Another pro-life argument
Following a recent Creation Magazine LIVE! episode about abortion, a retired doctor writes in to point out another pro-life argument that can be used.
I loved the video on anti-abortion arguments (Abortion: A Matter of Choice?): I fully approve. Also in Belgium rape is considered the strongest argument for abortion … Gynaecologists told me though that is was indeed extremely rare and therefore virtually not argument at all, because also in this harsh condition abortion is by far not the only solution, as you also said. A other powerful argument is the two-years-rule. I used it always in discussions and it always works.
There is one argument (only a small one) that is missing according to my opinion.
It is the fact that in pregnancy it is also impossible for the becoming mother to argue she is the boss in her own body since she renounced for that point of view since before getting pregnant she first admitted … a man into her body.
So if there should be thought about abortion (God beware!), one doesn’t only have to look at the mothers’ point of view or at the position of the baby but also there is a third person involved: the responsible father of the future child.
It is never mentioned, but why should it not be considered that a future father might be vulnerable in his position towards the future child? When a woman can become depressed after an abortion for the impossibility for her to see this baby to grow up, why couldn’t the father have any questions on who this baby might have been later?
I love being a member of Creation information.
God is always greater.
Dr. Jozef D., a retired Belgian (Flemish) doctor in medicine and a strong believer. Had no problems with abortion though, since my patients knew my strict point of view.
CMI-Canada’s Thomas Bailey responds:
Thank you for supporting our ministry and for your encouraging words. I’m glad you are in agreement with our stand against abortion, particularly since you are a medical professional who understands firsthand the truth about the unborn baby’s humanity.
You make a cogent point about the role of the father. It’s true we didn’t manage to include this point in our show as we were focusing on choices made by the mother. But I would agree that the father should not only have some input into the baby’s future, but he also bears as much responsibility for the well-being of the child as does the mother. I would submit that the choices of the mother are directly affected by the choices of the father.
As you point out, the unborn child is not part of the mother’s body because he/she has his/her own unique DNA from the very first cell. This, of course, is substantially due to the fact that much of that DNA comes from the father. While the emotional state of the father at the loss of a child may not be as strong as the mother’s, it still bears consideration. I know of a married couple who have had two miscarriages and both times, the father went into a dark frame of mind. Mind you, this is an example of a couple that clearly wanted a child. Such is not always the case.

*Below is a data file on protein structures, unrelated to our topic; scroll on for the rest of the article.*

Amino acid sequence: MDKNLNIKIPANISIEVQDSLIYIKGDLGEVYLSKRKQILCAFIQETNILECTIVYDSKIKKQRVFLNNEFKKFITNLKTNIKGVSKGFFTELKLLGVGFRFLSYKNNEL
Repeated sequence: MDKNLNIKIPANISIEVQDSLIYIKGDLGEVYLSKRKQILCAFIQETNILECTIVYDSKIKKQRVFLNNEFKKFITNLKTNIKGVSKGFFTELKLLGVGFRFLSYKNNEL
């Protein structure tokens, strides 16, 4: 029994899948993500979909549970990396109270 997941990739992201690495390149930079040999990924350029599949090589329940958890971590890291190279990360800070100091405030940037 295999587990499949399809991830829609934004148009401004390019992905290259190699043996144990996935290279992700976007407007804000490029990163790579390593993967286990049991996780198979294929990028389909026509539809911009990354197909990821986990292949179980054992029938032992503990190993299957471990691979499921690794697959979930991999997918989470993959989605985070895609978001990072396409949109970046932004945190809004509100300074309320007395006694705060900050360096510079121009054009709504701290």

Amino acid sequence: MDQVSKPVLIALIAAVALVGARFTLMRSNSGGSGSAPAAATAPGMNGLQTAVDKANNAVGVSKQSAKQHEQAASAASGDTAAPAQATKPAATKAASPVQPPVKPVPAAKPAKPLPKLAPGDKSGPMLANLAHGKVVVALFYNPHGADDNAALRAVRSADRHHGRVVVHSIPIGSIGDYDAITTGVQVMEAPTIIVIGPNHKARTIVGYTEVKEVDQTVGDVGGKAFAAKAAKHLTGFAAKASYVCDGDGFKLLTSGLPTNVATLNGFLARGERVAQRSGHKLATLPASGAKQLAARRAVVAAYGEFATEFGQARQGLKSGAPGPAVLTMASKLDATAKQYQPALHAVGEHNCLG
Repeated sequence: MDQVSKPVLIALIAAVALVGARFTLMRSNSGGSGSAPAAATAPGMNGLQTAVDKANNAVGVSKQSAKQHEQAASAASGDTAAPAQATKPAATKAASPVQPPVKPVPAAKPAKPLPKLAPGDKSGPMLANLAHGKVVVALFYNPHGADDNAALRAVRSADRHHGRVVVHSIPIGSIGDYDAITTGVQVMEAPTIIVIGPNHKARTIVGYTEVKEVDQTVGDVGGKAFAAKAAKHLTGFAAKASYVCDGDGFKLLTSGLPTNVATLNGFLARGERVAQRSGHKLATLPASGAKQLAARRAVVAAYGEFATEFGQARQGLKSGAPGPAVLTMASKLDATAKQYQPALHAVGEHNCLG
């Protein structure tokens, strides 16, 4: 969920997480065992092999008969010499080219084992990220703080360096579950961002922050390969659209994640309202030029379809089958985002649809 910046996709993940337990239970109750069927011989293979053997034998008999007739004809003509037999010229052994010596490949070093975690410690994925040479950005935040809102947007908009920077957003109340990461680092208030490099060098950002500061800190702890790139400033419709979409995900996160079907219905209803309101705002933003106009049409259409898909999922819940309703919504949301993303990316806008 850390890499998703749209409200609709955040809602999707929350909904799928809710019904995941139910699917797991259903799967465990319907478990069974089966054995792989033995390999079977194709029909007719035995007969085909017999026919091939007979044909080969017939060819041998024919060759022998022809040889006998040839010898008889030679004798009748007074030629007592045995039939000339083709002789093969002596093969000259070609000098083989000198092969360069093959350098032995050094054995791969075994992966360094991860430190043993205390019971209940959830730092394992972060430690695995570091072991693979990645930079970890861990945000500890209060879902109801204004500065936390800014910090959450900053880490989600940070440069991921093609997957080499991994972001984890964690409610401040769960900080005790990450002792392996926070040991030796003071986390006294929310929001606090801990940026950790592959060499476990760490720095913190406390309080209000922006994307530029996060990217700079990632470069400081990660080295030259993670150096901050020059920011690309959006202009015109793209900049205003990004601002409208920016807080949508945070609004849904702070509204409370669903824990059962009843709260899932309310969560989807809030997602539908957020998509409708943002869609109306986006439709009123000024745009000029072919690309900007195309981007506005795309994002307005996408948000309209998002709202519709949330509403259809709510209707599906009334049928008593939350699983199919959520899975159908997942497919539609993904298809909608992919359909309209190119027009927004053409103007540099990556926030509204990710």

When looking at reasons why women choose to abort their babies, a five-year survey concluded in 2013 indicated that 31% say the relationship isn’t in a good place to raise a child.1 In some cases, perhaps the relationship was non-existent or there was risk of a break-up if the mother decided to keep the baby. In a small percentage of cases, the relationship was abusive. Then there are the financial pressures which are amplified for single mothers. Such statistics represent situations in which sex should not have occurred since the couple was clearly not prepared to raise a child. I made reference to this in an article I wrote titled Abortion ‘Choices’, in which I quipped, “Don’t want a baby? Don’t do the thing that makes babies.”
I’m old enough to remember when unmarried couples who conceived were expected to get married and raise the child. Both parents were expected to take responsibility. Sadly, in a culture in which sex and marriage are considered as separate and almost mutually exclusive things, and it’s all about the individual, taking responsibility for one’s actions and looking after others have become low priority. The same survey indicates that 85.5% of women who had abortions were single. 8% specifically indicated they didn’t want to be a single parent; although this may have been true for more of those surveyed. I can’t help but wonder if more women would be willing to raise the child if they had the father’s support.
So yes, I would agree that fathers should be allowed to be involved in the decision to abort or not, just as they were involved in the decision to have sex. They should also take responsibility for any children conceived as a result. CMI is staunchly pro-life, so we would hope that raising the child would be the course of action that both parents will take, even when the pregnancy is unexpected. Failing that, adoption would be the next-best option. However, if a decision is made to abort, I submit that both parents bear equal responsibility for such an abominable act.
God bless you sir,
References and notes
- Biggs, M.A., Gould, H., and Foster, D.G., Understanding why women seek abortions in the US, BMC Women’s Health 13:29, 2013. Return to text.